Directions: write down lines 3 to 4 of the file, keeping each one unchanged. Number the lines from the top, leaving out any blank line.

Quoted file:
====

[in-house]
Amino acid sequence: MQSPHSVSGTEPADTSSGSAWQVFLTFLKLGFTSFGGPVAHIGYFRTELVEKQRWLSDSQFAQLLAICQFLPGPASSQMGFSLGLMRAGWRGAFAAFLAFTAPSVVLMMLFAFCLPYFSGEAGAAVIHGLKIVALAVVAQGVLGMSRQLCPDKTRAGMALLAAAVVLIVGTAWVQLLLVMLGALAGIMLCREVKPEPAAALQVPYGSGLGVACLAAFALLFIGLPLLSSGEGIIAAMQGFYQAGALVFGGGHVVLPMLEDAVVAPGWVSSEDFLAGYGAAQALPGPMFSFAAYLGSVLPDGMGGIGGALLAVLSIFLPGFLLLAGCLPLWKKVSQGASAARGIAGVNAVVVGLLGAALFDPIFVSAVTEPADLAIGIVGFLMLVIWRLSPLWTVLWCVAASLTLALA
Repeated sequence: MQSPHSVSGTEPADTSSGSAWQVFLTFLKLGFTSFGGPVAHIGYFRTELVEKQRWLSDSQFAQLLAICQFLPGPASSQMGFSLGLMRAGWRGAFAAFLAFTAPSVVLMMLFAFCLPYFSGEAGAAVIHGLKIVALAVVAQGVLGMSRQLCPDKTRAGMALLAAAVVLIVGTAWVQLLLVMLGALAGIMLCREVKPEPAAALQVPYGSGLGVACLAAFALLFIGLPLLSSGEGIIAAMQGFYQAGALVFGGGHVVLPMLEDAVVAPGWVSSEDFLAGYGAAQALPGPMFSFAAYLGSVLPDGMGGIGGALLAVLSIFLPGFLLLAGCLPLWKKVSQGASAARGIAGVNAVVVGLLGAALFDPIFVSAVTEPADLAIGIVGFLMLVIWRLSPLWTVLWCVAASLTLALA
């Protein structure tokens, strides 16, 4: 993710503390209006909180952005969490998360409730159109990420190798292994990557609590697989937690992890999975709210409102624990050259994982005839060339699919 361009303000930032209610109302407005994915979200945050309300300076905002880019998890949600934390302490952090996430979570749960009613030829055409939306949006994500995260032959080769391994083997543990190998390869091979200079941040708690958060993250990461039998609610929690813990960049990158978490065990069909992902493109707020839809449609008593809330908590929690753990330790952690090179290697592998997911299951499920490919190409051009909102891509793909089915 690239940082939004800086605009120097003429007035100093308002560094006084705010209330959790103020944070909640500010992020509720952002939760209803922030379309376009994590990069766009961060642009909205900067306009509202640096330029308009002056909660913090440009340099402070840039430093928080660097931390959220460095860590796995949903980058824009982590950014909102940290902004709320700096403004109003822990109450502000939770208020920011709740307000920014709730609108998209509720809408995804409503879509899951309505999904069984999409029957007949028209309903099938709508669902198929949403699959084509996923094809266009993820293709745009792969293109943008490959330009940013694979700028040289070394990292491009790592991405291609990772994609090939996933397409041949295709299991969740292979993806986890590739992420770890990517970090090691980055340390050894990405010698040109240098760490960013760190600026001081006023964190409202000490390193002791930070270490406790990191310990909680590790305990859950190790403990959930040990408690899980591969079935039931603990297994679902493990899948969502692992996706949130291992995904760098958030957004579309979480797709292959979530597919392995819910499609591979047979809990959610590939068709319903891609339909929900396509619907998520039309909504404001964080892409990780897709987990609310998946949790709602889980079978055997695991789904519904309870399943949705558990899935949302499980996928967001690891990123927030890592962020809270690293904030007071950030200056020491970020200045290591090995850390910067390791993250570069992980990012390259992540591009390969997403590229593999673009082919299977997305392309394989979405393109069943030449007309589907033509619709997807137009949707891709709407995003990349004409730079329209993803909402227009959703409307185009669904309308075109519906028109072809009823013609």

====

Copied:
Repeated sequence: MQSPHSVSGTEPADTSSGSAWQVFLTFLKLGFTSFGGPVAHIGYFRTELVEKQRWLSDSQFAQLLAICQFLPGPASSQMGFSLGLMRAGWRGAFAAFLAFTAPSVVLMMLFAFCLPYFSGEAGAAVIHGLKIVALAVVAQGVLGMSRQLCPDKTRAGMALLAAAVVLIVGTAWVQLLLVMLGALAGIMLCREVKPEPAAALQVPYGSGLGVACLAAFALLFIGLPLLSSGEGIIAAMQGFYQAGALVFGGGHVVLPMLEDAVVAPGWVSSEDFLAGYGAAQALPGPMFSFAAYLGSVLPDGMGGIGGALLAVLSIFLPGFLLLAGCLPLWKKVSQGASAARGIAGVNAVVVGLLGAALFDPIFVSAVTEPADLAIGIVGFLMLVIWRLSPLWTVLWCVAASLTLALA
């Protein structure tokens, strides 16, 4: 993710503390209006909180952005969490998360409730159109990420190798292994990557609590697989937690992890999975709210409102624990050259994982005839060339699919 361009303000930032209610109302407005994915979200945050309300300076905002880019998890949600934390302490952090996430979570749960009613030829055409939306949006994500995260032959080769391994083997543990190998390869091979200079941040708690958060993250990461039998609610929690813990960049990158978490065990069909992902493109707020839809449609008593809330908590929690753990330790952690090179290697592998997911299951499920490919190409051009909102891509793909089915 690239940082939004800086605009120097003429007035100093308002560094006084705010209330959790103020944070909640500010992020509720952002939760209803922030379309376009994590990069766009961060642009909205900067306009509202640096330029308009002056909660913090440009340099402070840039430093928080660097931390959220460095860590796995949903980058824009982590950014909102940290902004709320700096403004109003822990109450502000939770208020920011709740307000920014709730609108998209509720809408995804409503879509899951309505999904069984999409029957007949028209309903099938709508669902198929949403699959084509996923094809266009993820293709745009792969293109943008490959330009940013694979700028040289070394990292491009790592991405291609990772994609090939996933397409041949295709299991969740292979993806986890590739992420770890990517970090090691980055340390050894990405010698040109240098760490960013760190600026001081006023964190409202000490390193002791930070270490406790990191310990909680590790305990859950190790403990959930040990408690899980591969079935039931603990297994679902493990899948969502692992996706949130291992995904760098958030957004579309979480797709292959979530597919392995819910499609591979047979809990959610590939068709319903891609339909929900396509619907998520039309909504404001964080892409990780897709987990609310998946949790709602889980079978055997695991789904519904309870399943949705558990899935949302499980996928967001690891990123927030890592962020809270690293904030007071950030200056020491970020200045290591090995850390910067390791993250570069992980990012390259992540591009390969997403590229593999673009082919299977997305392309394989979405393109069943030449007309589907033509619709997807137009949707891709709407995003990349004409730079329209993803909402227009959703409307185009669904309308075109519906028109072809009823013609």